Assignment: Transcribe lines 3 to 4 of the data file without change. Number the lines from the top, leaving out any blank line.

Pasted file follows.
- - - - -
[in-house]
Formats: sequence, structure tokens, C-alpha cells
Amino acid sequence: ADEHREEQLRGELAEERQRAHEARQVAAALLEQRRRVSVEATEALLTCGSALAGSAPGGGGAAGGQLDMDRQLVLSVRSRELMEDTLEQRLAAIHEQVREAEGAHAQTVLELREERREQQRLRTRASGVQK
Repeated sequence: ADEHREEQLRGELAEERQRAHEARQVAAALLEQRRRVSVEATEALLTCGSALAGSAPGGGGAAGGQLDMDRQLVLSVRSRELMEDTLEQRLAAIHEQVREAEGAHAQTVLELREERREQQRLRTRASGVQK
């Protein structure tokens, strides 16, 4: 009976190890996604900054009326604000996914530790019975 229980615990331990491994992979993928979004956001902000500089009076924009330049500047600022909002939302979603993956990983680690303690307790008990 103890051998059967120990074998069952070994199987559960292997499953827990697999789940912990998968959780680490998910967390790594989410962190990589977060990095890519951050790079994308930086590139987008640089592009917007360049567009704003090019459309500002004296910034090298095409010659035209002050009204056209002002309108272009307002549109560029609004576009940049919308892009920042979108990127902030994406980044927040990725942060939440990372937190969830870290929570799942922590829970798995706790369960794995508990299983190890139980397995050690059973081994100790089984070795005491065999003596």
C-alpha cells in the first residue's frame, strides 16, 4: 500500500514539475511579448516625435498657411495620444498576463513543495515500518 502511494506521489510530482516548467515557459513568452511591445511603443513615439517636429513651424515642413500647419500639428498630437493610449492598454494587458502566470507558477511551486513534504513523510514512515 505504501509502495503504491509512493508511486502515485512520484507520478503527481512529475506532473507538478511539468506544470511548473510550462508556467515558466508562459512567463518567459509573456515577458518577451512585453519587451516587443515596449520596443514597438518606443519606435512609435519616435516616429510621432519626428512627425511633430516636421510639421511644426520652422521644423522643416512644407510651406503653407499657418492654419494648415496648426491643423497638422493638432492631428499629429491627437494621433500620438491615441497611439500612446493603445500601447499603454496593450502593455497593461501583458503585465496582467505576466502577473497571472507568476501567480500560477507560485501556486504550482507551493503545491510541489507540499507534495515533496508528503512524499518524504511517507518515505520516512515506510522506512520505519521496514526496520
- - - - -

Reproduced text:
Amino acid sequence: ADEHREEQLRGELAEERQRAHEARQVAAALLEQRRRVSVEATEALLTCGSALAGSAPGGGGAAGGQLDMDRQLVLSVRSRELMEDTLEQRLAAIHEQVREAEGAHAQTVLELREERREQQRLRTRASGVQK
Repeated sequence: ADEHREEQLRGELAEERQRAHEARQVAAALLEQRRRVSVEATEALLTCGSALAGSAPGGGGAAGGQLDMDRQLVLSVRSRELMEDTLEQRLAAIHEQVREAEGAHAQTVLELREERREQQRLRTRASGVQK